Maize pollen mediated gene flow in the Po valley (Italy): Source-recipient distance and effect of flowering time
|Tipologia:||Pubblicazione||Rivista:||European Journal of Agronomy|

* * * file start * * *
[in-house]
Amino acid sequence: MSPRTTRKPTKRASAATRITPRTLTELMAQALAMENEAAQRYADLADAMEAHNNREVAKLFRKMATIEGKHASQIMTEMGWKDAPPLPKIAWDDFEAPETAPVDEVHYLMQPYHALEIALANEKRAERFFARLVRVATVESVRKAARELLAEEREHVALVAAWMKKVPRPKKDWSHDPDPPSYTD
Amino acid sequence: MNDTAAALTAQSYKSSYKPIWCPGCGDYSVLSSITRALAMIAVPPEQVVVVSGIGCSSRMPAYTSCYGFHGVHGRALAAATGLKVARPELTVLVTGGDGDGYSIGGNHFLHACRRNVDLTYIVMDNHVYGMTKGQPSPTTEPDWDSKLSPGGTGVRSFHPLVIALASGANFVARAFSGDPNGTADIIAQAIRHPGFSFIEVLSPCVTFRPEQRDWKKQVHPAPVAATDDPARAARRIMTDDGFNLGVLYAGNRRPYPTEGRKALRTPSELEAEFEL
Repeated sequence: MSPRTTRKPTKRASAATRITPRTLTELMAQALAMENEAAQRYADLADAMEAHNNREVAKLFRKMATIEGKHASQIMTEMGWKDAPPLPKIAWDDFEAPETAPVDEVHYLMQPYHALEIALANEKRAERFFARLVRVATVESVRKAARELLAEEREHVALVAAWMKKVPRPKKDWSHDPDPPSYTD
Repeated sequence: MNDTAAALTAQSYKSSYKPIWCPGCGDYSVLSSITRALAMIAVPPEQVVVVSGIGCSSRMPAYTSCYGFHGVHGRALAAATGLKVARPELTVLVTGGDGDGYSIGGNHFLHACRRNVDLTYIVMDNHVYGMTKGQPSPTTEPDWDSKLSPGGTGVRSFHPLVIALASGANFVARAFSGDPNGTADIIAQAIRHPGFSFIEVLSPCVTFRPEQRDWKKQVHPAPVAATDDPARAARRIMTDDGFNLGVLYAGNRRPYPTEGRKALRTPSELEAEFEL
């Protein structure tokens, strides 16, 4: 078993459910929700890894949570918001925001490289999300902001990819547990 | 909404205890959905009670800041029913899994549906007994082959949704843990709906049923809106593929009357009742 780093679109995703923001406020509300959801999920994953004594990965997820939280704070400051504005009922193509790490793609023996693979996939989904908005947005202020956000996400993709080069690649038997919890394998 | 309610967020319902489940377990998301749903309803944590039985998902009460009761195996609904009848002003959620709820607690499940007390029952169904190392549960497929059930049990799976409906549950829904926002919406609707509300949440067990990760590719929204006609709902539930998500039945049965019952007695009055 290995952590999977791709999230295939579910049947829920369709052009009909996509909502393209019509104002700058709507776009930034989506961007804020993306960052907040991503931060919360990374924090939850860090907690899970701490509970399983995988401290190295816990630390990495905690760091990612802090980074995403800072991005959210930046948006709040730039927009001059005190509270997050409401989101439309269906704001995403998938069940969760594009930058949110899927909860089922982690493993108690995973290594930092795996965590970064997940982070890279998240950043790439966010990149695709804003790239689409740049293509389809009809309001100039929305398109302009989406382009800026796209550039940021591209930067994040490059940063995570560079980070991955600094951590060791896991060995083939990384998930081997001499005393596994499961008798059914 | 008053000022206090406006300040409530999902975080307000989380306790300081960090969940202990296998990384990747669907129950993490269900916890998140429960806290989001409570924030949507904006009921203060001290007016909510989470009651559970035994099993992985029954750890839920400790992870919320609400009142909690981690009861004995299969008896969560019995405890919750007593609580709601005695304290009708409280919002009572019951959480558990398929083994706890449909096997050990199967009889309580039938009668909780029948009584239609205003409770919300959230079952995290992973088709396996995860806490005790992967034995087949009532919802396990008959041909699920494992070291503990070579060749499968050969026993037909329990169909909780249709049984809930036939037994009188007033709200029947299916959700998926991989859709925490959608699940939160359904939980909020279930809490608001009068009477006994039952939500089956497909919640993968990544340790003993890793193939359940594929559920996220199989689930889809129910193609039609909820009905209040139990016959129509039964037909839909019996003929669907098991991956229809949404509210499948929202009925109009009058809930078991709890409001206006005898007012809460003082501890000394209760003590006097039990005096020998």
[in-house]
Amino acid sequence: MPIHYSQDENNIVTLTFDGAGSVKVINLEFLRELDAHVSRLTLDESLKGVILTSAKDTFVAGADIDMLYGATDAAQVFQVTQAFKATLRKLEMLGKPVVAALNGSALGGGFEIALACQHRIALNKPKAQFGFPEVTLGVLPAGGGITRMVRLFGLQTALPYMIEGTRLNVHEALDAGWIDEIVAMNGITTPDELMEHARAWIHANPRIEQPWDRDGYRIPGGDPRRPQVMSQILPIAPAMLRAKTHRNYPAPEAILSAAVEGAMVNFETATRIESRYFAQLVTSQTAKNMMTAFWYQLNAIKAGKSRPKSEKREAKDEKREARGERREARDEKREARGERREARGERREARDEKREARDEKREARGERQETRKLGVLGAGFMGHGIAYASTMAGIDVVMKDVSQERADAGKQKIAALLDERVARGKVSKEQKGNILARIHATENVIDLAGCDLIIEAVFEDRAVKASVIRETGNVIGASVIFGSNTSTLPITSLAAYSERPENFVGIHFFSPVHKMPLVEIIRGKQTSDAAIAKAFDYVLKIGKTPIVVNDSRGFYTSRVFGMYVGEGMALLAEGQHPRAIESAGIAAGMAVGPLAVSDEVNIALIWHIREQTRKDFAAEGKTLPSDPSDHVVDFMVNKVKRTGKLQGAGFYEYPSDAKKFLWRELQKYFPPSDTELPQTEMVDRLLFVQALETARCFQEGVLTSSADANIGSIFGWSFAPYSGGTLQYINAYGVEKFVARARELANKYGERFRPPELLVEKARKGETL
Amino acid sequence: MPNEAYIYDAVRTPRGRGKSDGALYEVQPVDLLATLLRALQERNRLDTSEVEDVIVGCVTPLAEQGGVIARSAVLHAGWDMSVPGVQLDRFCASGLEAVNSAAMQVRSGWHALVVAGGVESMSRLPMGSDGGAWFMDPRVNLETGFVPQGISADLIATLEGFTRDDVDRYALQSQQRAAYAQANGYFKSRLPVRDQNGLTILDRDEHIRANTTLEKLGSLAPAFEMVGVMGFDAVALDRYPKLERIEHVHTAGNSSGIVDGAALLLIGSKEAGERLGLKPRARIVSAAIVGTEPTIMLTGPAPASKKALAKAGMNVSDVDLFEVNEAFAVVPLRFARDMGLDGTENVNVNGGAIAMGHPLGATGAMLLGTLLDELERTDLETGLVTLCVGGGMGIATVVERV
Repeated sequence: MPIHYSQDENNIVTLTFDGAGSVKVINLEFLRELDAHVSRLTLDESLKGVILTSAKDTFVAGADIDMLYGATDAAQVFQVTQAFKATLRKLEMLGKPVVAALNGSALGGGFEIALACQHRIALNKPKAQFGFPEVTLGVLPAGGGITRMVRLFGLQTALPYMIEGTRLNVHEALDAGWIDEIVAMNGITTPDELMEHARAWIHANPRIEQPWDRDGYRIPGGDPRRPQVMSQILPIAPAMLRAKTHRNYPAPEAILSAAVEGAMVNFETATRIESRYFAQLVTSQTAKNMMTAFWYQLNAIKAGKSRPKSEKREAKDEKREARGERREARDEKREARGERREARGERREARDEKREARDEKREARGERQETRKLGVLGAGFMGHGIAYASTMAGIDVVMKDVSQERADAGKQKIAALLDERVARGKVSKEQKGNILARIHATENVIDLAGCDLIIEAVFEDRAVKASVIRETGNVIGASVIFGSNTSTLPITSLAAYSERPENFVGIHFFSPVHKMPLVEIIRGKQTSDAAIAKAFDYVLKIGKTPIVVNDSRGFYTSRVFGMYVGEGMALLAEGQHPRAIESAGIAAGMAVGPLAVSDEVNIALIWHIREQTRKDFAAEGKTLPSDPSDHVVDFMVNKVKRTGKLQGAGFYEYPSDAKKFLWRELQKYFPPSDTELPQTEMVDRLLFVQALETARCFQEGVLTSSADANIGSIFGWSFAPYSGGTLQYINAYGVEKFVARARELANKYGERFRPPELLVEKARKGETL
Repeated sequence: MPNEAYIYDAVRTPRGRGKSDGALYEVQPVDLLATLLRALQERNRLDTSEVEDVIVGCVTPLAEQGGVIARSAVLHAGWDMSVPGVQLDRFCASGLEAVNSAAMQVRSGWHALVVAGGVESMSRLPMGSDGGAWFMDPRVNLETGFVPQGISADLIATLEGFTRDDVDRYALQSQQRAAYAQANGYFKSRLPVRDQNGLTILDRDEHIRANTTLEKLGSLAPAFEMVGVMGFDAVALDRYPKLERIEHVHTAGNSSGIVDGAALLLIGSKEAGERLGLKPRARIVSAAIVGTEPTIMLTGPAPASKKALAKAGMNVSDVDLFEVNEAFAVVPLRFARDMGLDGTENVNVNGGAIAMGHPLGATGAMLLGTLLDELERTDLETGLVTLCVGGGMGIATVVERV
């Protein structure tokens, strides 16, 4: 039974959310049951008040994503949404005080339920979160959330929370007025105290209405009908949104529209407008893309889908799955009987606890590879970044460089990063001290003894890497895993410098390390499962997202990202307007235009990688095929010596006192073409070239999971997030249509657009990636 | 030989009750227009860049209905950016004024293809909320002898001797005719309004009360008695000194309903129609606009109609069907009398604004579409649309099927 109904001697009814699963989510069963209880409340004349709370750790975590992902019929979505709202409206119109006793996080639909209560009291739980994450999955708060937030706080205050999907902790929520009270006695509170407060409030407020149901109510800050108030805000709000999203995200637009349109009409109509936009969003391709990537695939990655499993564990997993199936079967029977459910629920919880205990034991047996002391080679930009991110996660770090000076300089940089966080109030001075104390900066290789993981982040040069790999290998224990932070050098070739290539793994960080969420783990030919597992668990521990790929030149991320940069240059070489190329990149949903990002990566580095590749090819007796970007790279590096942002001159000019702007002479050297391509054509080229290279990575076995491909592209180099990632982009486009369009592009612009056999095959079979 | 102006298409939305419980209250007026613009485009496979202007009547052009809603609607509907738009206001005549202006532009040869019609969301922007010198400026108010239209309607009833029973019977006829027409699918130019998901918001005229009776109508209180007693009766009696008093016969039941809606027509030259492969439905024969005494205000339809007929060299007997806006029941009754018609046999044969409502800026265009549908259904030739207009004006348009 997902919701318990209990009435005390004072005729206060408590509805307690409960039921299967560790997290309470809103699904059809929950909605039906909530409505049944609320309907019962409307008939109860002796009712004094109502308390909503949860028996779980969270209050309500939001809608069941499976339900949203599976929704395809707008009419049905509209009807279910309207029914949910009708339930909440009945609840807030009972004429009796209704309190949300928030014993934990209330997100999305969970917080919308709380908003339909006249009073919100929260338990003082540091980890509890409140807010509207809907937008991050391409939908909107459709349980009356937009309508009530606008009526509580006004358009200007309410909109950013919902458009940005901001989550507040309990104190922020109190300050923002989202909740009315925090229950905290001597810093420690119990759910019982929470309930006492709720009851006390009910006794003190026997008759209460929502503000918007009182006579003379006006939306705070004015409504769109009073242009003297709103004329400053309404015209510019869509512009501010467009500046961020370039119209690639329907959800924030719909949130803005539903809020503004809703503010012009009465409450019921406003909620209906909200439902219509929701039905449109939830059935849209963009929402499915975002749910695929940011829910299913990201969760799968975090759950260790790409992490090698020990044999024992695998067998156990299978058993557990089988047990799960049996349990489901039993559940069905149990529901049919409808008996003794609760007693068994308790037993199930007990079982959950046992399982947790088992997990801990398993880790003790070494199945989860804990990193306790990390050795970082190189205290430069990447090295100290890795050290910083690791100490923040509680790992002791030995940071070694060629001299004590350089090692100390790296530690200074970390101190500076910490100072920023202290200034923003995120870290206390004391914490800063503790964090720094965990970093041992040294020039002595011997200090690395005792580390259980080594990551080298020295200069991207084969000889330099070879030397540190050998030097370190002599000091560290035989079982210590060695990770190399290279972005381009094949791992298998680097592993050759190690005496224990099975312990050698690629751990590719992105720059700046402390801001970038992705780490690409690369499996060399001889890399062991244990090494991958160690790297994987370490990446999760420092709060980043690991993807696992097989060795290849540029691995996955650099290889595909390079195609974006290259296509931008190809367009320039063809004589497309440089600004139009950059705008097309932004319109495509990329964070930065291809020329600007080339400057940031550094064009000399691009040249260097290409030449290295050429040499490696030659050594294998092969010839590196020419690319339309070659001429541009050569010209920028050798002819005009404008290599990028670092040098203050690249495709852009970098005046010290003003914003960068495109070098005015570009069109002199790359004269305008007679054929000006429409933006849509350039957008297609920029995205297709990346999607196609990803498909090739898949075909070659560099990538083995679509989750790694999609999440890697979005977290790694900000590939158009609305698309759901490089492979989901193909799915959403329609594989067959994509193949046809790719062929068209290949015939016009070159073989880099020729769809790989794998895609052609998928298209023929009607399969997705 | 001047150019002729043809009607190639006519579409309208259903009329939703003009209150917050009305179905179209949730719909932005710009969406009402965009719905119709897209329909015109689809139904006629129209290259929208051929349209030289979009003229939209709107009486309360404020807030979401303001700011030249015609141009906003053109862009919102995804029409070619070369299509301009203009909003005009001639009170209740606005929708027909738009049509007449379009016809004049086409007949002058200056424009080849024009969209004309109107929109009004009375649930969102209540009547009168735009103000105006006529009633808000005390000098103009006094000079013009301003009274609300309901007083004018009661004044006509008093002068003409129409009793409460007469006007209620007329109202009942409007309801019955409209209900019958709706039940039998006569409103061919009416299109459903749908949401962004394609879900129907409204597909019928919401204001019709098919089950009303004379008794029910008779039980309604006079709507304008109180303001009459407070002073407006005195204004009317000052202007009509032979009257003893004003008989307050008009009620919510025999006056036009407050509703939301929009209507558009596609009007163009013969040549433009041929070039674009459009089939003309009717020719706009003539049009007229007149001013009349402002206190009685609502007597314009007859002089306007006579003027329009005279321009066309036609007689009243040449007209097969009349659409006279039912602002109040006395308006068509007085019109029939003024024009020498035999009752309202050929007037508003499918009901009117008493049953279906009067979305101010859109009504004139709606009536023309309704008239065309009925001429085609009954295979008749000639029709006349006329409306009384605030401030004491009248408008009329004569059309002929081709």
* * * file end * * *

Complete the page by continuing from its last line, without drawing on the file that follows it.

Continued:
Gene flow in maize can be monitored by measuring the cross-fertilization rate from a pollen source to a pollen recipient plot. According to European Commission Recommendation 2003/556, co-existence measures should allow non-GM crops to be grown and marketed so that the adventitious presence of GM material does not exceed the labelling threshold of 0.9% set by EC Regulation 1829/2003. Using dominant phenotypic markers we have investigated in farm scale fields in the Po Valley (Italy) the effect of: distance between the pollen source and recipient plants, with and without pollen competition; wind; synchrony in flowering times, in determining cross-fertilization. To this purpose, three types of experimental fields were designed: in type 1, a block of pollen source was planted in the middle of a recipient field; in fields of type 2, the source was separated from the recipient maize by fallow soil and/or maize buffer zones of variable shape and dimension; in type 3 experiments, the pollen source was planted within a recipient field of maize hybrids having different growing cycle lengths (and, hence, differing flowering synchrony). The following conclusions could be drawn: (1) the 0.9% cross-fertilization threshold was reached within, on average, 10 m in type 1 experiments (but exceptionally at 25 m); 17.5 m in type 2a experiments; 1.5 m for areas contiguous to pollen source or to recipient in type 2b experiments; (2) the influence of wind was minor compared to distance between pollen source and recipient; (3) buffer maize plants that shed non source pollen, rather than fallow land, were the most efficient barrier against cross-fertilization. Type 3 experiments allowed to conclude that: (1) little or no reduction in pollen flow was observed if there were only up to 3 days of difference in flowering time between pollen source and recipient; (2) when the time interval was 4–5 days a 25% reduction of pollen flow was recorded; (3) when the time interval was 6 days, the reduction was 50%, reaching levels close to 0% when the off-set was higher than 7 days.